Study Shows ASMR's 'Tingle' Effect Has Physiological Benefits, Including Reduced Heart Rate

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Autonomous Sensory Meridian Response (ASMR) videos have fast grown in popularity, helping those who indulge to relax or get better quality sleep. Well, that's what they say, at least. Is there an actual physiological response associated with this phenomenon? Turns out there is, according to a new paper out of the University of Sheffield.

The paper, entitled "More than a feeling: Autonomous sensory meridian response (ASMR) is characterized by reliable changes in affect and physiology", details the results of two studies: a "large-scale online experiment" and one in the lab to "test the emotional and physiological correlates of the ASMR response".

Both studies found that ASMR does provoke a physical response, but only in those that "experienced ASMR". Basically, watching the video wasn't enough — your have to engage with it, so to speak.

In terms of a measurable response, those who identified as "non-ASMR" had an average lower heart rate of 2bpm (beats per minutes), while those that did feel ASMR had a 3.4bpm drop. In addition, "skin conductance" was increased in those who had an ASMR experience.

For the studies "having ASMR" was defined as "tingling sensations" and "positive affect[s] (calmness and excitement)".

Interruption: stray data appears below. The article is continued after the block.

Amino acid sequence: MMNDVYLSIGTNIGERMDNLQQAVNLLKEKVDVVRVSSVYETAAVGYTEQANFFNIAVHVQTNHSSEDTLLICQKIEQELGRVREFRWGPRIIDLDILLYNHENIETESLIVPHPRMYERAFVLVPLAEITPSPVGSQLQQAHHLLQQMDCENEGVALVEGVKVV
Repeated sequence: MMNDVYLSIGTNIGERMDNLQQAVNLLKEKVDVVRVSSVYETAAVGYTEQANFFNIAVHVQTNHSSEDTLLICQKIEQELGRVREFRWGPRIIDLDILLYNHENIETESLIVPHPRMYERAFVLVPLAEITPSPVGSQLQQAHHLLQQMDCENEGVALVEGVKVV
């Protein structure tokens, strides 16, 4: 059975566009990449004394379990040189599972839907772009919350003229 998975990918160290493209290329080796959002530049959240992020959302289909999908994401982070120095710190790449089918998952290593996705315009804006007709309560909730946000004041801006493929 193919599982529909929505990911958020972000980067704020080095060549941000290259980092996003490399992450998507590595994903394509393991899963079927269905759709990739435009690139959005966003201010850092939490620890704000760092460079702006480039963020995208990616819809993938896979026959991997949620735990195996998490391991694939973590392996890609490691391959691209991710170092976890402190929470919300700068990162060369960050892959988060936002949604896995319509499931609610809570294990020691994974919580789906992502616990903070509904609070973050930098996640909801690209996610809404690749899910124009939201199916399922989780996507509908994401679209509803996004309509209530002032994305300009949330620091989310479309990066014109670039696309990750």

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Of course, there were limitations to the studies, the biggest one identified by the paper being an "expectation effect":

A key limitation in both studies is the possibility that our findings (particularly those related to tingle frequency and affective states) reflect a demand characteristic or expectation effect; that is, ASMR participants experienced changes in affect and physiology because they expected to whereas non-ASMR participant had no such expectations.

Even so, if ASMR — expected or not — can help you feel calmer and more relaxed, then you should certainly stick with it.

More than a feeling: Autonomous sensory meridian response (ASMR) is characterized by reliable changes in affect and physiology [PLOS One, via CommonHealth]


Comments

    Hey Logan, I had to look up ASMR in Wikipedia to fo find out what the article was on about.

      I did similar, watched a couple of videos and I still have no idea what the deal with it is

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